Where it all began

Canada 150 is a country-wide celebration of our nation’s 150th birthday. Celebrations throughout 2017 will give us an opportunity to reflect on what it means to be Canadian, as well as inspire a new era of optimism and pride across our country.

Check out the calendar of events to find activities happening near you. For information on events happening nationally, visit www.canada.ca/150.

As one of the founding provinces, New Brunswick has a deep history that is rooted in how Canada is shaped today, after all,  it is where it all began. 

1604 – First European settlement in Canada at St-Croix.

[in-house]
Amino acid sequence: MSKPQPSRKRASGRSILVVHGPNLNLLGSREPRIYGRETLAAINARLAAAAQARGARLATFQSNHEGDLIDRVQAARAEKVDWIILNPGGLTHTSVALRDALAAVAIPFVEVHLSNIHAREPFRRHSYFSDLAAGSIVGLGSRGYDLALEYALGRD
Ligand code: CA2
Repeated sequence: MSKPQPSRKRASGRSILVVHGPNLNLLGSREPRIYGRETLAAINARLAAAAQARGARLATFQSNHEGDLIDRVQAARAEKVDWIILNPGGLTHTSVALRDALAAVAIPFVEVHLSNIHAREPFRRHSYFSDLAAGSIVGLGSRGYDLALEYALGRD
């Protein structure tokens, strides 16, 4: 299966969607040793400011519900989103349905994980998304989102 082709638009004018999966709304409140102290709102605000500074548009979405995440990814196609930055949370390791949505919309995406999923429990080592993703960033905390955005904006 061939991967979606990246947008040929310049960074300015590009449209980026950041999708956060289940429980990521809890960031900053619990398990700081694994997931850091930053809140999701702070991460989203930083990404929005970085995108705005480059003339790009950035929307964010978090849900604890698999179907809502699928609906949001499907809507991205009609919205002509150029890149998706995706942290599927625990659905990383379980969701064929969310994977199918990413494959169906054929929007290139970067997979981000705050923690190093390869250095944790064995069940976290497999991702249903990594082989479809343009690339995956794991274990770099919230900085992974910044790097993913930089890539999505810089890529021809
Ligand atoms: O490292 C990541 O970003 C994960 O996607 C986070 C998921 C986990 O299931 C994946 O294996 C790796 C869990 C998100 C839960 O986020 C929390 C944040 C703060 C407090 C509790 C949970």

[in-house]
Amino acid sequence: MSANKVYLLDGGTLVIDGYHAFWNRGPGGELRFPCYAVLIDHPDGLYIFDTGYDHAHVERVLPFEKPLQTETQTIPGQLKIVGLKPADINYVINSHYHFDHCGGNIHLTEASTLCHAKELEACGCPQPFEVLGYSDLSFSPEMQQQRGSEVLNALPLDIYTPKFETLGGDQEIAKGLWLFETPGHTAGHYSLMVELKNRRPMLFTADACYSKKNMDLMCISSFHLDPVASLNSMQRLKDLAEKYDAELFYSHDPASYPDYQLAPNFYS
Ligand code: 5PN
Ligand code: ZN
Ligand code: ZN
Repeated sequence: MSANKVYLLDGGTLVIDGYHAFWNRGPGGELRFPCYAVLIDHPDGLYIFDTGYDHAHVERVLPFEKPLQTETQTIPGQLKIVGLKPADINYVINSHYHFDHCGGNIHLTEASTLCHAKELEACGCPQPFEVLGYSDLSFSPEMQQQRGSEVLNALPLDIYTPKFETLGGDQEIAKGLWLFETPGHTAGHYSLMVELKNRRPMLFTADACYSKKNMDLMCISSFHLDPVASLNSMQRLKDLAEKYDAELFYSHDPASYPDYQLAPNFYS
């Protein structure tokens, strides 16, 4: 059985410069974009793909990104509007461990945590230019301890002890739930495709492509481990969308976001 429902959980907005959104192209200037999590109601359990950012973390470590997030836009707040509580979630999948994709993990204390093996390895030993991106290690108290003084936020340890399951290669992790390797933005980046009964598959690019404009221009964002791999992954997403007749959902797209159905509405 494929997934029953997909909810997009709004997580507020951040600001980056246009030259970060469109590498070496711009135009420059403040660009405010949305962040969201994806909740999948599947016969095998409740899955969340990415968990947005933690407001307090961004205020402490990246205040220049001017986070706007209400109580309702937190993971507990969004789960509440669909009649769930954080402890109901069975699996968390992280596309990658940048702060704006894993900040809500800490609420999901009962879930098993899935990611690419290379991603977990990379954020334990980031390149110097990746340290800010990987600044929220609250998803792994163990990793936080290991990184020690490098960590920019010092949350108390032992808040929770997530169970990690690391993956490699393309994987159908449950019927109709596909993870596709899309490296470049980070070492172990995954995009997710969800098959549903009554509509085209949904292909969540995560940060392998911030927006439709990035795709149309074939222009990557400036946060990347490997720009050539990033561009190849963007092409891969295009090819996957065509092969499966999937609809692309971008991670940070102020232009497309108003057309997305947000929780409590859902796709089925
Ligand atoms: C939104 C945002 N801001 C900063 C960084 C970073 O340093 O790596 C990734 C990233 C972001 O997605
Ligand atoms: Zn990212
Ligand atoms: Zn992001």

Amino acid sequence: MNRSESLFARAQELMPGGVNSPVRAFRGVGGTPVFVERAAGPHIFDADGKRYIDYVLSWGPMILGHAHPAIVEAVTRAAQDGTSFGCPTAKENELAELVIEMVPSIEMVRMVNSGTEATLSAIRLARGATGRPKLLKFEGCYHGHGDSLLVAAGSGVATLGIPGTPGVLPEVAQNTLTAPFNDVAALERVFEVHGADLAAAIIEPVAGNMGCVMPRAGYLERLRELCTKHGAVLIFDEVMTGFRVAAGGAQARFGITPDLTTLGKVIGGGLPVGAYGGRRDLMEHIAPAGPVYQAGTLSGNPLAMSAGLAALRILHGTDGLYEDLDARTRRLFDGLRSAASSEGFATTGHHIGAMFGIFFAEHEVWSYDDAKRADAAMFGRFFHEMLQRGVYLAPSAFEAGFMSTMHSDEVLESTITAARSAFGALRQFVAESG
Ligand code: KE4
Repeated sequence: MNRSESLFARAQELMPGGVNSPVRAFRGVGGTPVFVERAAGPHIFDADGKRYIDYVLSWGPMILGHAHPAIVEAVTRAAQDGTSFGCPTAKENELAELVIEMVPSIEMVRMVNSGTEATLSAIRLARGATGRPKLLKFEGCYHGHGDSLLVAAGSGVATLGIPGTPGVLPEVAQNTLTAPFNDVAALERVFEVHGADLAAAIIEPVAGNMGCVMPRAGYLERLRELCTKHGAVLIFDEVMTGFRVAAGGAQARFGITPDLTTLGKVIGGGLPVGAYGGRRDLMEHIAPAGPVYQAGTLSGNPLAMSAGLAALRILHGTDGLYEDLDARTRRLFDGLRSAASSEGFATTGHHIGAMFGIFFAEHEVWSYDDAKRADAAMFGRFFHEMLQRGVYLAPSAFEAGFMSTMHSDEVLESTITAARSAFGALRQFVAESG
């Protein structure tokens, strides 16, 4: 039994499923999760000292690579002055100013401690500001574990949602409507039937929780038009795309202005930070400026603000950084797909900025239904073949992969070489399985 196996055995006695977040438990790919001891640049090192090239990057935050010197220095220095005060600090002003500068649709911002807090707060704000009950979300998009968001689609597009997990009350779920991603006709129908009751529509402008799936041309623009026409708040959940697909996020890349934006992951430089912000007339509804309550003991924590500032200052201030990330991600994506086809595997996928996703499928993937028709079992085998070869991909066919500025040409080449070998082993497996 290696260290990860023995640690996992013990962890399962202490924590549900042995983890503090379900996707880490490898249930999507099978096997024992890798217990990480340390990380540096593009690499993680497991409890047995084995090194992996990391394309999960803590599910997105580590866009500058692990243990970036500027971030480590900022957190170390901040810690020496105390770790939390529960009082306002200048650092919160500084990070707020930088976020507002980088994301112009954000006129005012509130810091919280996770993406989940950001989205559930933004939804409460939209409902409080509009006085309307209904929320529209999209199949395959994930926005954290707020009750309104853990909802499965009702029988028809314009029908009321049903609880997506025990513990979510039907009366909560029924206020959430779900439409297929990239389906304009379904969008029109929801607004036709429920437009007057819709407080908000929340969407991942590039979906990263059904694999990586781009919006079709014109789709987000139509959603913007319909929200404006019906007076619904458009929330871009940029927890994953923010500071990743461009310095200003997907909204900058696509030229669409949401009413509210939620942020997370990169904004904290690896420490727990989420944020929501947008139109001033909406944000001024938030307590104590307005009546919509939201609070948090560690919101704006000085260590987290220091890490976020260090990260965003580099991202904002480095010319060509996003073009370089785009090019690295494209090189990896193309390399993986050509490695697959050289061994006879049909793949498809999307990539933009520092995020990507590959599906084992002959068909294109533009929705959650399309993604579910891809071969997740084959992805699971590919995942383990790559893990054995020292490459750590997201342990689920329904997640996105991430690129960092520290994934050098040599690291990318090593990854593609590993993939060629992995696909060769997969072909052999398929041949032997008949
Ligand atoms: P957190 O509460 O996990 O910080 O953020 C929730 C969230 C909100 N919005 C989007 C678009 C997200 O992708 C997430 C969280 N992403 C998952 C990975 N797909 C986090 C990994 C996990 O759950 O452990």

1785 – Saint John first incorporated city in Canada.

 1863 – Lieutenant-Governor Arthur Hamilton Gordon was pushing for ‘Maritime Union’ – invited his colleagues to Fredericton. Legislatures in New Brunswick, Prince Edward Island and Nova Scotia passed motions in favour in the spring of 1864. But they could not agree on a location and time to meet. But the concept did help to spark the Charlottetown Conference and eventually, Confederation.

1864 – Following the Charlottetown conference, further meetings were held in Halifax, Saint John and Fredericton.

1866 – New Brunswick holds election on issue of Confederation with New Brunswickers voting in favour.